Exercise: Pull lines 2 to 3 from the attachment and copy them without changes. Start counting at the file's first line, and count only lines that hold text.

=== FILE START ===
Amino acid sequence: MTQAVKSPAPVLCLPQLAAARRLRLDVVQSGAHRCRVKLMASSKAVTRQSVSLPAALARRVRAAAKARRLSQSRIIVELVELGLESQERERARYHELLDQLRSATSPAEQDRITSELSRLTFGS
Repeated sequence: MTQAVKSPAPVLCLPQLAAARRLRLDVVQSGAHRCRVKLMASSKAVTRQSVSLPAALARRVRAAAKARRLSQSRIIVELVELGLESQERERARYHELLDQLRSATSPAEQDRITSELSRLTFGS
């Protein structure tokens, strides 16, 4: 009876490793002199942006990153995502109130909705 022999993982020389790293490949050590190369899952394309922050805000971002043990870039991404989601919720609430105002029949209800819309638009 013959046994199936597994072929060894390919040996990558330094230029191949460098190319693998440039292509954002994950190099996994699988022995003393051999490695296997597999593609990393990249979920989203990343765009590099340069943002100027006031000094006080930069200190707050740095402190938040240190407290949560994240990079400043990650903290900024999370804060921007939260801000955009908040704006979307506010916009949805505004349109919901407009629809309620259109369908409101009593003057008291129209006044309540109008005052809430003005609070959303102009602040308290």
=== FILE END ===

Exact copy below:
Repeated sequence: MTQAVKSPAPVLCLPQLAAARRLRLDVVQSGAHRCRVKLMASSKAVTRQSVSLPAALARRVRAAAKARRLSQSRIIVELVELGLESQERERARYHELLDQLRSATSPAEQDRITSELSRLTFGS
């Protein structure tokens, strides 16, 4: 009876490793002199942006990153995502109130909705 022999993982020389790293490949050590190369899952394309922050805000971002043990870039991404989601919720609430105002029949209800819309638009 013959046994199936597994072929060894390919040996990558330094230029191949460098190319693998440039292509954002994950190099996994699988022995003393051999490695296997597999593609990393990249979920989203990343765009590099340069943002100027006031000094006080930069200190707050740095402190938040240190407290949560994240990079400043990650903290900024999370804060921007939260801000955009908040704006979307506010916009949805505004349109919901407009629809309620259109369908409101009593003057008291129209006044309540109008005052809430003005609070959303102009602040308290």